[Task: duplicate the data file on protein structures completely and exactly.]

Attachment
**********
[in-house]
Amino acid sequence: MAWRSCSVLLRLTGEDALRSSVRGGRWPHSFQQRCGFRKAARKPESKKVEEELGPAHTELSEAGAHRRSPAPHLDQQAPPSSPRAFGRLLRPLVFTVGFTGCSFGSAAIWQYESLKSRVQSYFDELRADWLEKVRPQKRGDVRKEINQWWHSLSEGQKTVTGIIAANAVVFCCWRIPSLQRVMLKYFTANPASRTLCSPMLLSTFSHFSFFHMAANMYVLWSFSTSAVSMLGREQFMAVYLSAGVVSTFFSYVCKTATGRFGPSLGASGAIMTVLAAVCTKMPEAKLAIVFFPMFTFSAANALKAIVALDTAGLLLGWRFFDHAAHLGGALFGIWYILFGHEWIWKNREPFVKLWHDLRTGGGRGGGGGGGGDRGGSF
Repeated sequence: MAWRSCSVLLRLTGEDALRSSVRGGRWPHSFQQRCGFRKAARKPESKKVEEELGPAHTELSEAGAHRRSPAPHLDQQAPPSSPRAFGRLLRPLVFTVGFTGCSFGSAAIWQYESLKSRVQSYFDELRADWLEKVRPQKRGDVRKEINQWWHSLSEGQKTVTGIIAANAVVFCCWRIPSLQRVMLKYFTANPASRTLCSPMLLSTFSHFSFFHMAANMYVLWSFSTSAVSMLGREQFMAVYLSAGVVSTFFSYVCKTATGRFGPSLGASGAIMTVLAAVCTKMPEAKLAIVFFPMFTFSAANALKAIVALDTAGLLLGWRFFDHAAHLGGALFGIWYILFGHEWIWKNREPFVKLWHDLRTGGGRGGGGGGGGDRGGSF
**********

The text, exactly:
[in-house]
Amino acid sequence: MAWRSCSVLLRLTGEDALRSSVRGGRWPHSFQQRCGFRKAARKPESKKVEEELGPAHTELSEAGAHRRSPAPHLDQQAPPSSPRAFGRLLRPLVFTVGFTGCSFGSAAIWQYESLKSRVQSYFDELRADWLEKVRPQKRGDVRKEINQWWHSLSEGQKTVTGIIAANAVVFCCWRIPSLQRVMLKYFTANPASRTLCSPMLLSTFSHFSFFHMAANMYVLWSFSTSAVSMLGREQFMAVYLSAGVVSTFFSYVCKTATGRFGPSLGASGAIMTVLAAVCTKMPEAKLAIVFFPMFTFSAANALKAIVALDTAGLLLGWRFFDHAAHLGGALFGIWYILFGHEWIWKNREPFVKLWHDLRTGGGRGGGGGGGGDRGGSF
Repeated sequence: MAWRSCSVLLRLTGEDALRSSVRGGRWPHSFQQRCGFRKAARKPESKKVEEELGPAHTELSEAGAHRRSPAPHLDQQAPPSSPRAFGRLLRPLVFTVGFTGCSFGSAAIWQYESLKSRVQSYFDELRADWLEKVRPQKRGDVRKEINQWWHSLSEGQKTVTGIIAANAVVFCCWRIPSLQRVMLKYFTANPASRTLCSPMLLSTFSHFSFFHMAANMYVLWSFSTSAVSMLGREQFMAVYLSAGVVSTFFSYVCKTATGRFGPSLGASGAIMTVLAAVCTKMPEAKLAIVFFPMFTFSAANALKAIVALDTAGLLLGWRFFDHAAHLGGALFGIWYILFGHEWIWKNREPFVKLWHDLRTGGGRGGGGGGGGDRGGSF